Tales From the Field: 40 Days in a Rural Demographic Surveillance Site – Uganda

January 21, 2015

By Gerald Mahuro, Research Officer, APHRC

Eastern Uganda’s Iganga and Mayuge districts are home to the Iganga Mayuge Health and Demographic Surveillance Site (IMHDSS). The IMHDSS is 120 kilometres–or a 2.5 hours’ drive– east of Kampala along the Uganda-Kenya highway. The site was established in August 2004 by Makerere University School of Public Health in collaboration with Karolinska Institute and Iganga and Mayuge administrators after receiving seed funding from Swedish International Development Cooperation Agency.

The site runs in a rural setting covering 65 villages, 82 primary schools, and over 65,000 households. Some key characteristics of the community:

  • The population is largely homogeneous, with about 80% from Busoga ethnic group.
  • More than 60% of residients are below 15 years in age.
  • Women average seven births, among the highest in the country.
  • About half of residents never completed primary school grade 7, with 12% being educated above this grade, and only 4% completed O-level secondary education

aphrc.org Grade 3 class in session in Ibanda Primary School, Mayuge, Uganda

Over and above routine demographic surveillance, IMHDSS also deals with education-related information. This formed the basis of 2014 APHRC study that examined patterns of schooling and the quality of education received by children living in rural settlements in Uganda. Specifically, the study identified critical barriers that have the most effect on access to schooling, learning, and quality.

One of the study theme was to evaluate the use of mother tongue as a language of instruction, and three survey tools were translated into Lusoga. All the survey tools were validated by a team comprising of senior primary school teachers with experience in teaching literacy and numeracy.

Some 55 field interviewers from the community were selected and taken through a week’s training on research ethics, data collection procedures, and quality checks. Role plays and pretesting was done to equip them with required skills. Twelve teams of four members each, five videographers, and two supervisors were selected to support all teams. To facilitate their welcome into the schools, they were prepared with an introductory letter, a letter of research authorisation signed by district education officer, and vehicle for transport to the school sites.

Each team spent two days per school collecting data targeting the head teacher, grade 3 and 6 pupils, and their literacy and numeracy teachers. All the survey tools and assessments were administered in July 2014 in 82 selected schools.

After completing the tools and before leaving the school site, field interviewers would carefully go through the responses and edit accordingly with respect to the rules and regulations provided in each survey tool administration guide. Where responses were inconsistent, corrections were made on the spot. In instances where not all the targeted sample was achieved possibly due to absenteeism, call backs were organised for a later date. Afterwards, field interviewers would assemble in a separate venue where they would mark all the assessment tests using a provided rubric. Once editing and marking was done, each team delivered the materials to the supervisors for further quality checks.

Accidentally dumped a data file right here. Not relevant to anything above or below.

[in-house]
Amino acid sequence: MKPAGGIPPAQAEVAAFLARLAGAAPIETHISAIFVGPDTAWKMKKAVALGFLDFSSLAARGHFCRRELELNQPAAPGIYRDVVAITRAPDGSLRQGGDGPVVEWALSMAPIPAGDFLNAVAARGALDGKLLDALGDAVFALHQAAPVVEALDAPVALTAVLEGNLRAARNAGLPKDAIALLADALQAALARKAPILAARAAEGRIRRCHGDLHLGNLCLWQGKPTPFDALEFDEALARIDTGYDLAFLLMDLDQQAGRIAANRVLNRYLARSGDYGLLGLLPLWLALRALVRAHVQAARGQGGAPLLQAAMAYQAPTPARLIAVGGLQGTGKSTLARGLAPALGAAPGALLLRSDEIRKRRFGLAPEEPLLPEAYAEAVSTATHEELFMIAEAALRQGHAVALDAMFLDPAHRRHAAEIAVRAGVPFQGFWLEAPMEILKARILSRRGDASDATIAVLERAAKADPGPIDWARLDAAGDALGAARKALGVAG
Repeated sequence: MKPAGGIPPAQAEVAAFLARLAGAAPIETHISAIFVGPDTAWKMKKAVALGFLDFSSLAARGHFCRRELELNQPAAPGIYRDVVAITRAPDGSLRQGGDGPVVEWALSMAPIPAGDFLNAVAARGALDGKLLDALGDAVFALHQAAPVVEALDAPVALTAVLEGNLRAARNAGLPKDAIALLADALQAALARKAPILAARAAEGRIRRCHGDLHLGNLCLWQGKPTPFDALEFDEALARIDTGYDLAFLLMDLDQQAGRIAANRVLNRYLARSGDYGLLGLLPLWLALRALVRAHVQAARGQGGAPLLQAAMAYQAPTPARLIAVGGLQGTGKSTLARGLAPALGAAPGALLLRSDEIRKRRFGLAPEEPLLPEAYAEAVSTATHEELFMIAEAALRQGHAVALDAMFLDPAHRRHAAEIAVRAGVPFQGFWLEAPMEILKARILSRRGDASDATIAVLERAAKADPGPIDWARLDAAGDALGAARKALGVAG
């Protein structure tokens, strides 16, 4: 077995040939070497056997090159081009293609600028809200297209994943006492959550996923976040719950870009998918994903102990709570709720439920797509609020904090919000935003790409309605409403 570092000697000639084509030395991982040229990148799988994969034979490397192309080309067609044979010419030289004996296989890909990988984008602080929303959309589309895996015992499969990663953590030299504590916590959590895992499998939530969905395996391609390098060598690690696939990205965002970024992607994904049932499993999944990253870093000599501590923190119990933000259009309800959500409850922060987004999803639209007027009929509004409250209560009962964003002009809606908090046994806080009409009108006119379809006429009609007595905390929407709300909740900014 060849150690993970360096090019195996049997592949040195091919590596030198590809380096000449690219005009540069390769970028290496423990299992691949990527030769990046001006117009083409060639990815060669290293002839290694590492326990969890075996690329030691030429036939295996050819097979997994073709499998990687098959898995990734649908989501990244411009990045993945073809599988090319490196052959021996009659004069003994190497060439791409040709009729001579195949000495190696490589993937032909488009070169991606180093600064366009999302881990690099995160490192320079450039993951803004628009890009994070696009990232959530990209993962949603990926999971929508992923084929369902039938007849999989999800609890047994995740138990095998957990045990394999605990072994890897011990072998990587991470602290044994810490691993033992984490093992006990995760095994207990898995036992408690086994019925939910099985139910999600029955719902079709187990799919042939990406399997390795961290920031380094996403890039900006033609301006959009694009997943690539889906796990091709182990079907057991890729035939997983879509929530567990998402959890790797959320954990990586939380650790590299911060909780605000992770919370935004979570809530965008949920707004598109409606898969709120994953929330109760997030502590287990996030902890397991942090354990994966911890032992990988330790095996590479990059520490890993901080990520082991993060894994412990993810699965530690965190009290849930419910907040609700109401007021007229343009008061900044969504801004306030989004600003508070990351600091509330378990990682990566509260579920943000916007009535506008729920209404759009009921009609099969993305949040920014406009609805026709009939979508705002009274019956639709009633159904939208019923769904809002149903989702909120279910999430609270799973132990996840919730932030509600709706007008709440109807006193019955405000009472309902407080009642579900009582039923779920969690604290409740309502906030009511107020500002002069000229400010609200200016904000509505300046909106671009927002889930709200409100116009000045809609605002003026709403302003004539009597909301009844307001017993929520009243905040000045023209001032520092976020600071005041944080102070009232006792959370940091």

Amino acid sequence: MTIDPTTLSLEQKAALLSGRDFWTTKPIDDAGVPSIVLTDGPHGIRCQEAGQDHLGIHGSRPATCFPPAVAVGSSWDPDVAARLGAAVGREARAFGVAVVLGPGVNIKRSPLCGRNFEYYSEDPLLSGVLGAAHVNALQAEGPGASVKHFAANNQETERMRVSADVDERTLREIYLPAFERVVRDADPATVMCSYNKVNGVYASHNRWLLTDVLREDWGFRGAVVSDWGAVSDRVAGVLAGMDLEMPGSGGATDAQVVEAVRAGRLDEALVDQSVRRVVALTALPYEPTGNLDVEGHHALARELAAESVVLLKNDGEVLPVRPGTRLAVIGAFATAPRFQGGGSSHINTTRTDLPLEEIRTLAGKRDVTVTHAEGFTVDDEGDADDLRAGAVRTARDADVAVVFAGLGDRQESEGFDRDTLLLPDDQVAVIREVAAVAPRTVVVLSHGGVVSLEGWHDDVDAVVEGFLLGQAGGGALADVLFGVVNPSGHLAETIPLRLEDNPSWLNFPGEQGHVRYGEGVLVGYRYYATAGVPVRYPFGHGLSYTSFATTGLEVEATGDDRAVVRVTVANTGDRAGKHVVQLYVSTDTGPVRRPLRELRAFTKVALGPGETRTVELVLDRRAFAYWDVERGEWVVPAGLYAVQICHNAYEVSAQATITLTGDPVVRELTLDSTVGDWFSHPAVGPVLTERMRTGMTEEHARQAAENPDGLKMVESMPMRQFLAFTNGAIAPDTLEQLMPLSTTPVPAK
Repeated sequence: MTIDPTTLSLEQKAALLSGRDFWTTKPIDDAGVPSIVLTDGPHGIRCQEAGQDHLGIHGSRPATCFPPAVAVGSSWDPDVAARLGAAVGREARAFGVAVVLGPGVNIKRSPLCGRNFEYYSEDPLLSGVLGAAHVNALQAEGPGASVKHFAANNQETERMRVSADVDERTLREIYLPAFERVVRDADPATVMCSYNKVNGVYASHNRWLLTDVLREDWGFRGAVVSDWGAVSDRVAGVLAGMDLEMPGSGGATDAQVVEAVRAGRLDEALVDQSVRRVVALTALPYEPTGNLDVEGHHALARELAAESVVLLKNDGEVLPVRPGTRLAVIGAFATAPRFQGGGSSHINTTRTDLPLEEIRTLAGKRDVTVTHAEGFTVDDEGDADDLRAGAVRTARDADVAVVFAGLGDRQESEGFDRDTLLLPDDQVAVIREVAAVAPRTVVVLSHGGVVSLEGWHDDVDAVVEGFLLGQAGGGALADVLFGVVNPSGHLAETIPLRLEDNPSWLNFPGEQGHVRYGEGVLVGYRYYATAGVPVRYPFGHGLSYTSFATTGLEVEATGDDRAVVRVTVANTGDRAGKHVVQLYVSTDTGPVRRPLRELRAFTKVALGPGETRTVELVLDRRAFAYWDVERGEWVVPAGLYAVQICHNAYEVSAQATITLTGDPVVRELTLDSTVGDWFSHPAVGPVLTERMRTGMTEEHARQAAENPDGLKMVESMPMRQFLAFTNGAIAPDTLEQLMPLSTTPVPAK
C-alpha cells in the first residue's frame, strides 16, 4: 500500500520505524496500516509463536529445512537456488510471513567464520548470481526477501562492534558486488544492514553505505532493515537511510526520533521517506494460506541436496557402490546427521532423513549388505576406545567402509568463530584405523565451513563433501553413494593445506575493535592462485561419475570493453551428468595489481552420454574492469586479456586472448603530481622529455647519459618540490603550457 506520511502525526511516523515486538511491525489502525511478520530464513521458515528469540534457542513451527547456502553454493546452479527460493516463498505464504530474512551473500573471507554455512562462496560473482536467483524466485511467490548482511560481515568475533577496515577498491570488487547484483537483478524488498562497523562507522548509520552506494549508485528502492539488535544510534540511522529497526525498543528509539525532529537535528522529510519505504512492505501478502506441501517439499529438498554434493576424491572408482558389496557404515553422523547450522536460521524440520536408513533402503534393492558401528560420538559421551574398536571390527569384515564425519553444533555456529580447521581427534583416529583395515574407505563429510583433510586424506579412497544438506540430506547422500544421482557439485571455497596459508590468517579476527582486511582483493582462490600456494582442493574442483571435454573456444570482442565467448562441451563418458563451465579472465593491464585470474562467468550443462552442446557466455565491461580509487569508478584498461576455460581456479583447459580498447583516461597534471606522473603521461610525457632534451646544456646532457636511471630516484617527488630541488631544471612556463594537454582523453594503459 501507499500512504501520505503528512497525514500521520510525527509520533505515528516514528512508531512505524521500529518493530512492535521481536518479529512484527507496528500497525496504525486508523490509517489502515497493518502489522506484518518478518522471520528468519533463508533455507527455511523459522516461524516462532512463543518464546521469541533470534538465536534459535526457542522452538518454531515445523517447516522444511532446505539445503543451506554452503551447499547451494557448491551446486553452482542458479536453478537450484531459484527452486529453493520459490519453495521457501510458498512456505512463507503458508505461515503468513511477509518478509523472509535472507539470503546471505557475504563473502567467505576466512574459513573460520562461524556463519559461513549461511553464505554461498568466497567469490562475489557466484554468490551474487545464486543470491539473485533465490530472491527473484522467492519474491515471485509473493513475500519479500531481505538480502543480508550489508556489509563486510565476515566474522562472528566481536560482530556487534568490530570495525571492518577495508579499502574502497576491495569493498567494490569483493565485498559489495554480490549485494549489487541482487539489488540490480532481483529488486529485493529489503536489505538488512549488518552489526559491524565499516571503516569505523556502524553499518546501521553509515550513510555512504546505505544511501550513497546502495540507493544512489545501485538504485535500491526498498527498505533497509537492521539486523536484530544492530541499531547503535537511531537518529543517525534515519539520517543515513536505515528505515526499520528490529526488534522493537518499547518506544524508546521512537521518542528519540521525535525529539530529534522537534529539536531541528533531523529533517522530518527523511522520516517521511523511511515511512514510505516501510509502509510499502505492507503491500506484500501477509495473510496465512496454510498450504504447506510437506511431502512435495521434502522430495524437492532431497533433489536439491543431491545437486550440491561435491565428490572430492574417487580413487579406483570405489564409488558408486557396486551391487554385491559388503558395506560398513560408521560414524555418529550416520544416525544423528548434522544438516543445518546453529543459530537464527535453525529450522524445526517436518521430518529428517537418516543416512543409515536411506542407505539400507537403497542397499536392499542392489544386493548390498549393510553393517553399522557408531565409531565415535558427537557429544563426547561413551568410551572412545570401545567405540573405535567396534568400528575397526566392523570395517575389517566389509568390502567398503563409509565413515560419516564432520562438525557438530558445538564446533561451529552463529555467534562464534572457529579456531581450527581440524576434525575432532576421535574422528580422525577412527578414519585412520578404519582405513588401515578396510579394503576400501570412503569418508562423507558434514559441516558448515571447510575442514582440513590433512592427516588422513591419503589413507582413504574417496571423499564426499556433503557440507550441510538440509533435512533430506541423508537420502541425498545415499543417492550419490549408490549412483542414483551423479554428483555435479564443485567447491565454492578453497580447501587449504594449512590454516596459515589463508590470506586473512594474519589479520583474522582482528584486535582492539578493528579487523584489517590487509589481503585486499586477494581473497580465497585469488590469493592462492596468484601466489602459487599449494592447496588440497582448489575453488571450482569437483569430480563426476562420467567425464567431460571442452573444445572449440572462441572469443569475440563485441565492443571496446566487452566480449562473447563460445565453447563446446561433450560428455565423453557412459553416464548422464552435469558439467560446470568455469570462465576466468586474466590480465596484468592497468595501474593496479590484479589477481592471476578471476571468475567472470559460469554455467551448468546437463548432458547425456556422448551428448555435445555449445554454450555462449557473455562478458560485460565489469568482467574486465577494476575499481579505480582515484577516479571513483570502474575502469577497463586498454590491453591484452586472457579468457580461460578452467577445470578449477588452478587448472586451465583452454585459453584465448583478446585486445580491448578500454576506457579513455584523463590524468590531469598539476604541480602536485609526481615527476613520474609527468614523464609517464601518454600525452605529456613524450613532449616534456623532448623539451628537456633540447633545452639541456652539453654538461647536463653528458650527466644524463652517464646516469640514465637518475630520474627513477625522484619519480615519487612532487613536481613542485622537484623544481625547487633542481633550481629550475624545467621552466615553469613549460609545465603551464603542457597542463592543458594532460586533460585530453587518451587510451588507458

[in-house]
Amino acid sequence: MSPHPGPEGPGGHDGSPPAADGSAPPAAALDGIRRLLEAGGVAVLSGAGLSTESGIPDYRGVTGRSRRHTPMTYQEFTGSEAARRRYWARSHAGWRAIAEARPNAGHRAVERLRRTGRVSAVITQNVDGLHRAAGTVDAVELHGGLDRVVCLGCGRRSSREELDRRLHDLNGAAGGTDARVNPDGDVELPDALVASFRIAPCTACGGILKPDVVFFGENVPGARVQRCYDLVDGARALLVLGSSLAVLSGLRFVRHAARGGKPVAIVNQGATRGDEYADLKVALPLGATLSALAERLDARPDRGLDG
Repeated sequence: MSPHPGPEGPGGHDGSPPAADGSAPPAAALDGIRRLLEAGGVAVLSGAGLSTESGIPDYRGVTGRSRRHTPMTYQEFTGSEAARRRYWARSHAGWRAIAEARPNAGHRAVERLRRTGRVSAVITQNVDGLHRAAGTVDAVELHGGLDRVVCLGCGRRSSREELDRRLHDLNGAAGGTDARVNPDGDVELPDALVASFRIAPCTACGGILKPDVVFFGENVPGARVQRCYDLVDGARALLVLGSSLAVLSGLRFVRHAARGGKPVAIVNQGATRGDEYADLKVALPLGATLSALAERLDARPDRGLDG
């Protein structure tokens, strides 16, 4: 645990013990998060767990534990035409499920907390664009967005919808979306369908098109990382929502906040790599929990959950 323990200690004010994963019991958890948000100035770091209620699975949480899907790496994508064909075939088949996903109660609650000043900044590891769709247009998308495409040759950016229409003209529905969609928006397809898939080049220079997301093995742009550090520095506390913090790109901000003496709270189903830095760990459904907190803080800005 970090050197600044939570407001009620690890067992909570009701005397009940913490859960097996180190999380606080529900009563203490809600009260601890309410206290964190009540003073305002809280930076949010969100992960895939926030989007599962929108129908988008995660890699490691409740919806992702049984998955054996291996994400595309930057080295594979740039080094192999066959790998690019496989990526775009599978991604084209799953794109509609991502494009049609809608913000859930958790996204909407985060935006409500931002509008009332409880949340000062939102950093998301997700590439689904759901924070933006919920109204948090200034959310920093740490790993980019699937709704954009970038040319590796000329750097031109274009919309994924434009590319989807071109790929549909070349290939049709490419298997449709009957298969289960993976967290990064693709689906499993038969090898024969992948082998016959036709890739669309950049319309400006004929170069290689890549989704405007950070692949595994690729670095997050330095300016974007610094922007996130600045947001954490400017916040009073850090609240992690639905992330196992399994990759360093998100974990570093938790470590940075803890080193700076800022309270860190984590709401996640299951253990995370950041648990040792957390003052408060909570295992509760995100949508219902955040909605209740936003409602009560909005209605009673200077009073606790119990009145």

aphrc.org Field interviewers performing quality checks after interviews in Busowobi Primary School in Iganga, Uganda

During the data collection period, four observations were made:

1. Some head teachers could inflate the number of pupils enrolled in their school. Informal discussions revealed that the prime reason why the head teachers could inflate the number of pupils enrolled, was so that, they could eventually benefit individually from excess amount derived from the funding provided by the government under UPE capitation grant as is computed and disbursed per each pupil enrolled. This observation happened to be cutting across some schools as it was also echoed in a separate nation-wide debate and reported in newspapers.

2. Some grade 6 pupils ent home for school fees or administrative reasons would sneak into a neighbouring school to continue with learning.

3. There is a general lack of interest by both parents and pupils in education. We achieved 91% of targeted pupils because pupil absenteeism prevented interviewers from reaching 100%. Pupils, and mostly from Mayuge, absent themselves from school to engage in paid labour mainly in sugar cane harvesting, rice growing, and brick making.

4. Around the time of data collection, at least three grade 6 girls were married and abandoned schooling altogether.

We experienced few logistical challenges such as vehicles getting stuck due to poor access roads during rainy season. Fortunately, neighbours helped push the vehicle onto the road. Another challenge we faced was competing activities in the school calendar such as school trips, games and sports, and school visits by the education inspectors. In such cases, the concerned team organised a call back at a later date when the school was not as busy.

To give credit where it is due, the community in which the IMHDSS does surveillance is well-versed with the importance of research as they were open and cooperative to researchers’ questions. Since learning time is budgeted for in a school calendar, we took care to minimize interruptions while visiting schools.

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